Newly appointed Securities and Exchange Commission (SEC) Chairman Gary Gensler brought up cryptocurrencies in his first address of the Financial Industry Regulation Authority (FINRA).
When addressing the industry regulatory body, he first mentioned his relationship with FINRA head Robert Cook. He highlighted that they had both mentioned new challenges facing regulators during their confirmation testimonies. These included climate risk and human capital disclosure, as well as cryptocurrencies.
The ‘Spirit of the Law’
After his introductory remarks, Gensler addressed his main theme, describing the motivation behind his work. He recalled the “SEC’s three-part mission to protect investors, facilitate capital formation, and what links the two: fair, orderly, and efficient markets.” Then he emphasized working in the best interest of investors.
“So, if you’re asking a lawyer, accountant, or adviser if something is over the line, maybe it is time to step back from the line,” he said somewhat ambiguously. “Remember that going right up to the edge of a rule or searching for some ambiguity in the text or a footnote may not be consistent with the law and its purpose.”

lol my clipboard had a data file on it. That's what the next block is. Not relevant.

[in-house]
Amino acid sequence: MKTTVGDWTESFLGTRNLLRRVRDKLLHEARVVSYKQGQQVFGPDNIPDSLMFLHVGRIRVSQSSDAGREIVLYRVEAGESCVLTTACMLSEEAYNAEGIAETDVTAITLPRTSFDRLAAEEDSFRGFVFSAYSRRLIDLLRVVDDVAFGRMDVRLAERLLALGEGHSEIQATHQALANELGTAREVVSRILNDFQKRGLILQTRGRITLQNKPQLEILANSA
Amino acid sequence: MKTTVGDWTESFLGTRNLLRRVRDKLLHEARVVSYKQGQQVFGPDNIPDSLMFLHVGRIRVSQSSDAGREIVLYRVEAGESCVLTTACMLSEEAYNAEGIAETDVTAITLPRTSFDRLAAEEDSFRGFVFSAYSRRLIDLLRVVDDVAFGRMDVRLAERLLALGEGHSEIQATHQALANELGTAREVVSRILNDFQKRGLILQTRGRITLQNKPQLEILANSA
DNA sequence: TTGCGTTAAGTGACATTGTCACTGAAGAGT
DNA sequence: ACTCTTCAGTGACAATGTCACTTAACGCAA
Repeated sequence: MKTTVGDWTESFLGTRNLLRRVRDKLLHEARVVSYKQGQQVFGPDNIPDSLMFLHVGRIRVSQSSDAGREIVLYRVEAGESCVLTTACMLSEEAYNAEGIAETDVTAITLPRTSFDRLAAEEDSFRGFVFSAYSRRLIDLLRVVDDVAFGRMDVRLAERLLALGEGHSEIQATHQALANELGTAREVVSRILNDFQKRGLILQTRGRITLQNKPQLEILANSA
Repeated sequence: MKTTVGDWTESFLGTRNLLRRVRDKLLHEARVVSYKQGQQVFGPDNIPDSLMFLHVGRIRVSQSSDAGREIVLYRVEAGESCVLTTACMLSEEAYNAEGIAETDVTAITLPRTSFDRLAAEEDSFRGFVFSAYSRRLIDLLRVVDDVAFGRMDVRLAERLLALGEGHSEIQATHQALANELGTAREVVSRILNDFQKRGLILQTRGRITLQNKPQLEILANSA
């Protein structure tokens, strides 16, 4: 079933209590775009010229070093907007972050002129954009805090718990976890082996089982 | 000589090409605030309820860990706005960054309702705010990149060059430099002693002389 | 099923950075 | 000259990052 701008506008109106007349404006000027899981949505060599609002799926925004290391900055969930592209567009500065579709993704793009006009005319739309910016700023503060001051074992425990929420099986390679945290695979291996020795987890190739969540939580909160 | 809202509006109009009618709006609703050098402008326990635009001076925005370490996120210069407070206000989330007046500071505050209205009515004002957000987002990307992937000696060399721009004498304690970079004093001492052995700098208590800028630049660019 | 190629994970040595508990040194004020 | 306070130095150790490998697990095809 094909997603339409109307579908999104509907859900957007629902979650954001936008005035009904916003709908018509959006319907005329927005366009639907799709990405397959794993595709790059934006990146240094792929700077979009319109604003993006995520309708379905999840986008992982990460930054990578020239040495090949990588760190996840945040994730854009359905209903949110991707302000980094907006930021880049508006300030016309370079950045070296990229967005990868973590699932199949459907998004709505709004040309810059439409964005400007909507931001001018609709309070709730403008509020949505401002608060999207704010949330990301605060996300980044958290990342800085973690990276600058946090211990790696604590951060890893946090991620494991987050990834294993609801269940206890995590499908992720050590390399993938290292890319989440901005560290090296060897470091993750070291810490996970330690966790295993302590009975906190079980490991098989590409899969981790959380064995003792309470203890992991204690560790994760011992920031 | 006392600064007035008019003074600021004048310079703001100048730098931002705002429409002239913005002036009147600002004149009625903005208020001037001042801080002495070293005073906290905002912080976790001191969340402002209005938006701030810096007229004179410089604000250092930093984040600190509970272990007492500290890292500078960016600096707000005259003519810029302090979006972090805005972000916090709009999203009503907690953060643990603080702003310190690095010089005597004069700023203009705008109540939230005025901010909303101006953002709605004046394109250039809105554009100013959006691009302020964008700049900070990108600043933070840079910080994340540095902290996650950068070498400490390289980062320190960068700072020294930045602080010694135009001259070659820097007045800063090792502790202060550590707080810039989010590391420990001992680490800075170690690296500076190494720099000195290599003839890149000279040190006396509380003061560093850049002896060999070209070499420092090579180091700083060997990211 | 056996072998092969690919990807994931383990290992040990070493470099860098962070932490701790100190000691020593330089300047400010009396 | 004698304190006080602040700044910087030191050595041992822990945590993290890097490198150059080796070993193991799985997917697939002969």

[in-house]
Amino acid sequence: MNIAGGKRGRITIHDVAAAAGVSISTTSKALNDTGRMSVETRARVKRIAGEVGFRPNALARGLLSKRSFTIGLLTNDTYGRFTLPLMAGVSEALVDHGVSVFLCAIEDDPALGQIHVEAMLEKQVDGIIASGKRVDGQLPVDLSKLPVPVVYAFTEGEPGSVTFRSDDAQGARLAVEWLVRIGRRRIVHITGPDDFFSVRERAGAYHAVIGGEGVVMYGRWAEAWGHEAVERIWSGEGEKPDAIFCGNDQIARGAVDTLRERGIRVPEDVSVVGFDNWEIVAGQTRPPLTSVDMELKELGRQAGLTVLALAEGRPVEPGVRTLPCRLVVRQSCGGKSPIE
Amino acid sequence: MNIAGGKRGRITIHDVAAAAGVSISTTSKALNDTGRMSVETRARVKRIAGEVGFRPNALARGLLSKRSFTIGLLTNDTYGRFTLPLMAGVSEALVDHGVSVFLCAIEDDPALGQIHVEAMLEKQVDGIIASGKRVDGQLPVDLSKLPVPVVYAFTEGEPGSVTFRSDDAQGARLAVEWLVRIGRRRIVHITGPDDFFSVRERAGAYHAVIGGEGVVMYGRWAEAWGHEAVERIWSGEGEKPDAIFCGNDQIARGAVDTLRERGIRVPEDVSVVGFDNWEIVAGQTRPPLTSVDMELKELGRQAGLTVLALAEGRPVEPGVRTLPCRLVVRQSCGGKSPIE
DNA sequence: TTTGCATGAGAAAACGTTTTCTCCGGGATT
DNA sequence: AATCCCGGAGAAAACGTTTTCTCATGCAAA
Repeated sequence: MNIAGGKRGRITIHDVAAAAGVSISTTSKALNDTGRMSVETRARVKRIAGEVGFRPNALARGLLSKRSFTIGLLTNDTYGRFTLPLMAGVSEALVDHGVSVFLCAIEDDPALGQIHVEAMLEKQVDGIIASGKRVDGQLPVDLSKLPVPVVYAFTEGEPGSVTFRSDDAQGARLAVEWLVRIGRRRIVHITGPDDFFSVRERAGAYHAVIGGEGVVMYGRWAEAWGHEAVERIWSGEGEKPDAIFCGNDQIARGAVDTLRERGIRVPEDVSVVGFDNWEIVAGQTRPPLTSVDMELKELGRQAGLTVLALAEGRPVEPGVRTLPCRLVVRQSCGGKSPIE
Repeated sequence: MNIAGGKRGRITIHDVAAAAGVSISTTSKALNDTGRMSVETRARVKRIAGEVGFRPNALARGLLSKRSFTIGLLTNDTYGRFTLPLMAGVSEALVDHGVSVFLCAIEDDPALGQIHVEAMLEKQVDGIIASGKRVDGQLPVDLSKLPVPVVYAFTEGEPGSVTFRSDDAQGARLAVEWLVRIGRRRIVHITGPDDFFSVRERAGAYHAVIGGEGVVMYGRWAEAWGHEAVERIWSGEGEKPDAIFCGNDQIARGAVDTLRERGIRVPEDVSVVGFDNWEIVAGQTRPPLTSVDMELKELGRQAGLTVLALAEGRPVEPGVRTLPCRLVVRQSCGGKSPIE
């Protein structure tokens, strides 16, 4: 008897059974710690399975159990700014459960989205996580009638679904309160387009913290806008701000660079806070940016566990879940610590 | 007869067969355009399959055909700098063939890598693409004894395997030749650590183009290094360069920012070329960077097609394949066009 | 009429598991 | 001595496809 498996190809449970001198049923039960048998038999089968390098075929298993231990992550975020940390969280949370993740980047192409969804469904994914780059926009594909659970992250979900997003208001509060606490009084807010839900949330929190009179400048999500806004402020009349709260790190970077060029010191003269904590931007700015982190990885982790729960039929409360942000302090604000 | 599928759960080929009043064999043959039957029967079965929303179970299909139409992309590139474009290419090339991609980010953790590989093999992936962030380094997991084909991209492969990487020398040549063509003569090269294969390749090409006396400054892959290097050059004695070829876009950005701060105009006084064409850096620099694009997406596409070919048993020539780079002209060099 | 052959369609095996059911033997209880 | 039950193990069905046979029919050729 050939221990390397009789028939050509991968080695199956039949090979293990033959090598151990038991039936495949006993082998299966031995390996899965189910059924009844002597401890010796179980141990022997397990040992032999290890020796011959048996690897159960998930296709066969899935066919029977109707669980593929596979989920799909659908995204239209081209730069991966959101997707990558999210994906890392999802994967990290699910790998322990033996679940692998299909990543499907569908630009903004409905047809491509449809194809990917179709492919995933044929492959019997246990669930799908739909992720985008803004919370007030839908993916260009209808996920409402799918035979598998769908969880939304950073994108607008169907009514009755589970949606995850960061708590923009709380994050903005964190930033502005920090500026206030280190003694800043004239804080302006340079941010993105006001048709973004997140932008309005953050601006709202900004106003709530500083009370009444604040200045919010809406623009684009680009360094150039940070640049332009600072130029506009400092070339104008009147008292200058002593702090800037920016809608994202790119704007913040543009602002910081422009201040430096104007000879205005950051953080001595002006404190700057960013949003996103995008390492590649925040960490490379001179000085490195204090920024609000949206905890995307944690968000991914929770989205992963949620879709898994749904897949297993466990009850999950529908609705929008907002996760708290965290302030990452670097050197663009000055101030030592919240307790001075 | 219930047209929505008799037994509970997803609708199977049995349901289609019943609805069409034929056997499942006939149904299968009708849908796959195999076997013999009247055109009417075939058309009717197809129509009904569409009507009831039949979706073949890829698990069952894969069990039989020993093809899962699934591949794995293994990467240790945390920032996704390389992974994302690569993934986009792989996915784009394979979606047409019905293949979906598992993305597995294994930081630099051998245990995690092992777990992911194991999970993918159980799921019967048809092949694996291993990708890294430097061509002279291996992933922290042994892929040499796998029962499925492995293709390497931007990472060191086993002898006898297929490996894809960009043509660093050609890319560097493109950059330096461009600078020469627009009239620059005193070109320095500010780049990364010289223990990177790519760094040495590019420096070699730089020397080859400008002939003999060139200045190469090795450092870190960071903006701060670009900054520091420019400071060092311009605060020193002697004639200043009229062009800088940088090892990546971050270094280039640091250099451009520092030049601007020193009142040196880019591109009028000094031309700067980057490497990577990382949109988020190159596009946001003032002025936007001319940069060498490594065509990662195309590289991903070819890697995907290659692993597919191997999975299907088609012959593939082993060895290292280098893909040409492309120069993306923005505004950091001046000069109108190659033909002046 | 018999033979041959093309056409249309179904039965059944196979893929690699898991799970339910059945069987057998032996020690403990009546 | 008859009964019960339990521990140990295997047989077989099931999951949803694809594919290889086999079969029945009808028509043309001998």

This implication could have been a veiled reference to the SEC’s ongoing lawsuit with Ripple Labs. Many perceive the indictment to be flawed in its approach, and detrimental to the legitimate development of crypto regulations. This opinion is not only shared by Ripple investors, but by industry notables.
A petition sent to the new SEC Chairman asked that he take a different approach from his biased predecessor. It asked Gensler to include the crypto community in crafting legislation for the burgeoning industry, rather than simply litigating it.
Even the Wall Street Journal shared this perspective. The influential business newspaper chastised the regulator for “preferring to announce its positions through individual enforcement actions.” They added that this approach was “creating danger for currency developers and retail investors.”
Ultimately, Gensler urged his audience to “think about the spirit of the law,” when enforcing it.
Towards the end of his statement, Gensler reinforced that regulators should “use technology and data analytics to surveil the markets and enforce the law.” Ironically, the technology behind cryptocurrencies could avail them in this regard, despite the SEC’s skepticism towards the emerging asset class.
Former acting Director of the U.S. Central Intelligence Agency, Michael Morell released an independent paper recently about the use of cryptocurrencies for illicit activities. Morell highlighted two major takeaways from the study. First, that the concerns over the use of bitcoin (BTC) in illicit finance are significantly overstated. The second was that blockchain analysis is actually highly effective intelligence gathering tool for fighting crime.
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